Perceptions of mathematical ability

 

Sir, – Your report on the impact of perceptions on the mathematical performance of girls (“Girls’ maths ability underestimated due to stereotypes, study finds”, News, October 9th) would indicate a serious issue with the effect of gender bias in the education of our young people.

Fortuitously, in this instance we have a real-world “experiment” that serves to stress test to an extent some of the findings you have detailed. That experiment is the recent exercise in Leaving Cert predicted grades, which reflects a considerable sample of teacher assessments for some 60,000 students. Your report notes that the outcomes of that exercise “transcend’ the findings of the study”. It would appear they do not so much transcend, as fundamentally contradict elements of the study!

The report from the National Standardisation Group to the Independent Steering Committee and the Programme Board provides an insight into how teachers view the performance and capability of their students. The report details this on a gender basis for the three core subjects, mathematics, Irish and English . As noted in that report, research points to the existence of student gender effects in teacher estimates of student performance in a range of contexts. For the Irish context, in higher-level mathematics, males historically tend to do better on average than females; however, the teacher-based estimates are noted to reverse this trend.

For higher-level mathematics at grade H1, we see that teachers estimated that 10.4 per cent of girls and 12.9 per cent of boys should receive these. This is relative to an average of 3.6 per cent and 8.1 per cent in the previous three years for these groups, giving a grade uplift at this level of 289 per cent for girls and 159 per cent for boys based on teacher perception. When the model is applied this drops somewhat to a, still remarkable 219 per cent for girls and 110 per cent for boys.

Based on this it is difficult to conclude that teachers are disposed unfavourably to their female students in terms of rating their mathematical ability, at least in the context of the Leaving Certificate outcome.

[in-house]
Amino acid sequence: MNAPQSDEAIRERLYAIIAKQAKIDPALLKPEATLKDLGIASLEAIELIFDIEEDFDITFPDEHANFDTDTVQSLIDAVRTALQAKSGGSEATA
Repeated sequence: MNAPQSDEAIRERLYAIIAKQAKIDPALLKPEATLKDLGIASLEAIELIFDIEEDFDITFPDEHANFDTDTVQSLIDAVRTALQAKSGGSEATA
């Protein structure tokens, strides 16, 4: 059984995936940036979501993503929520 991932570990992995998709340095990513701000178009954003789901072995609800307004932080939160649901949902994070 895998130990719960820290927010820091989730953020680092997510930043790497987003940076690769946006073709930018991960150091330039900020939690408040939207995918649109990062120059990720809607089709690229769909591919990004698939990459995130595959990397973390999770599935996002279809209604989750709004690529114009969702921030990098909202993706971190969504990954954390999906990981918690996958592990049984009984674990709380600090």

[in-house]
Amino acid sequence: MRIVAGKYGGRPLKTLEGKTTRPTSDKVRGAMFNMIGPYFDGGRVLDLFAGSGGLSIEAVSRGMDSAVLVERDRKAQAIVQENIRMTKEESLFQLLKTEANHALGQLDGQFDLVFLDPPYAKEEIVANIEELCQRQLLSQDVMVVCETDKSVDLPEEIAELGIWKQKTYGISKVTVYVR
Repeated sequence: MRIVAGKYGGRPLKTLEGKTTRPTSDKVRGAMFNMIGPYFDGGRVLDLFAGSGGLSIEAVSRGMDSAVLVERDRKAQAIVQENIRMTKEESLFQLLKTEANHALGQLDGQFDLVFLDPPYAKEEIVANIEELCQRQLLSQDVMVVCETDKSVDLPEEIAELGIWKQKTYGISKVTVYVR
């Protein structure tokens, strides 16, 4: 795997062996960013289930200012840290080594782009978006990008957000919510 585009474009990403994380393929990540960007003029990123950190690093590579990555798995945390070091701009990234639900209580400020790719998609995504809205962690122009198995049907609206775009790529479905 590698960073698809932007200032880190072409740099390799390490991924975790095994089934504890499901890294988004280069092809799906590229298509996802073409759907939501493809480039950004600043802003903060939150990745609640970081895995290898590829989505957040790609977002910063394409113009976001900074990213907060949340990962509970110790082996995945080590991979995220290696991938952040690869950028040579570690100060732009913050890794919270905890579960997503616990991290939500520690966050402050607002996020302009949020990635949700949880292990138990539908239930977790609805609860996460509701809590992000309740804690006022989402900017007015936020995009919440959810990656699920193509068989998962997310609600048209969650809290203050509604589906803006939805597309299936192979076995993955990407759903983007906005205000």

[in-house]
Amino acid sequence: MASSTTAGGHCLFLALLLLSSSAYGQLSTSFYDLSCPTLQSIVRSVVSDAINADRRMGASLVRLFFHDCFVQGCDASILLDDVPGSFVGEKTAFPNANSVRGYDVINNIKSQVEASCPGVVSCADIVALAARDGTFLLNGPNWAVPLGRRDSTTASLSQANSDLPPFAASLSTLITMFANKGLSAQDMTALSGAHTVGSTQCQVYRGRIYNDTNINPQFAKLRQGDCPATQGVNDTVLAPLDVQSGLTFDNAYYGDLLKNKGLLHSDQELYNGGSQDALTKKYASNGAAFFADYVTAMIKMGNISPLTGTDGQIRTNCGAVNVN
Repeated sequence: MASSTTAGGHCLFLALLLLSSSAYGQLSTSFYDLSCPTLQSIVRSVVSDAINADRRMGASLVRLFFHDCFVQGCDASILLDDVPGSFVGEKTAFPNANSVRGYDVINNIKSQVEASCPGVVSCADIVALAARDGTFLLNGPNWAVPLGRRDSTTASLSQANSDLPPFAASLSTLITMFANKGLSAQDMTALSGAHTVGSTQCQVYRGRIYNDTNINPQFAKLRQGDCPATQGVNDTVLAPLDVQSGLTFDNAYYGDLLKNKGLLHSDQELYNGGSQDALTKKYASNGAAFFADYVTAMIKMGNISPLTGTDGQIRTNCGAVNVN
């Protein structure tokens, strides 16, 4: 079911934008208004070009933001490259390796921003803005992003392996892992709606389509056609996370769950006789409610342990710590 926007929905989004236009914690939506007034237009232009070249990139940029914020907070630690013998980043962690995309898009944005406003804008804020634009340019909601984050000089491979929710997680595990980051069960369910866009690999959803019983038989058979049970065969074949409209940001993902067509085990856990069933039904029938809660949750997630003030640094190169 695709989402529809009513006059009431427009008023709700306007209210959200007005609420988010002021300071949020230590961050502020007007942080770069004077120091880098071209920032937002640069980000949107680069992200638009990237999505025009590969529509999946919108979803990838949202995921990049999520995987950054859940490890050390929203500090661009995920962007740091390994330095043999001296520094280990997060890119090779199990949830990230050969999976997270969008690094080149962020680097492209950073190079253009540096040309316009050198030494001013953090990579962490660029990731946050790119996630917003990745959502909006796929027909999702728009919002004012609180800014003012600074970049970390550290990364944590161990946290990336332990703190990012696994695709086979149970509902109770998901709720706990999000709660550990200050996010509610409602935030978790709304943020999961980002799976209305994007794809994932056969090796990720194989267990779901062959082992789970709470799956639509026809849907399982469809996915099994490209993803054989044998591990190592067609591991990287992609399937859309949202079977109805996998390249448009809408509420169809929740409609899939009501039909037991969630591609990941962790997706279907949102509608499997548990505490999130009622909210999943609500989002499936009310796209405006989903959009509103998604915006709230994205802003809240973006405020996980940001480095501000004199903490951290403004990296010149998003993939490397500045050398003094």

Indeed the more appropriate hypothesis would appear to be that their male students are adversely affected in this manner, with girls receiving a considerable uplift over boys when their teacher outcome is taken in favour of the historical trends.

It might be speculated that this is simply a case of redressing an underlying inequality in favour of the traditionally weaker group. However, if this were the case, we would expect similar trends in the reported results for English and Irish, where boys historically underperform girls. However, this is not what happened. For English, the teacher estimated H1 grade percentage for girls shows a 236 per cent grade inflation versus the three-year average, while boys saw “only” a 184 per cent adjustment. The situation in Irish is a little better, with relatively even H1 grade inflation, versus the three-year average, of 227 per cent versus 241 per cent.

Given this it is difficult to reconcile the real-world outcomes for this cohort of 60,000 students with the argument put forward in your news report. Indeed it would be desirable to see further research that considered the outcomes of the predicted grades approach, more fully considering the possibility of bias against key segments.

Bias. whether on the basis of gender or other factors, should be understood and addressed, regardless of whom that bias serves to impact. – Yours, etc,

ALBERT WINSTON,

Glasnevin,

Dublin 11.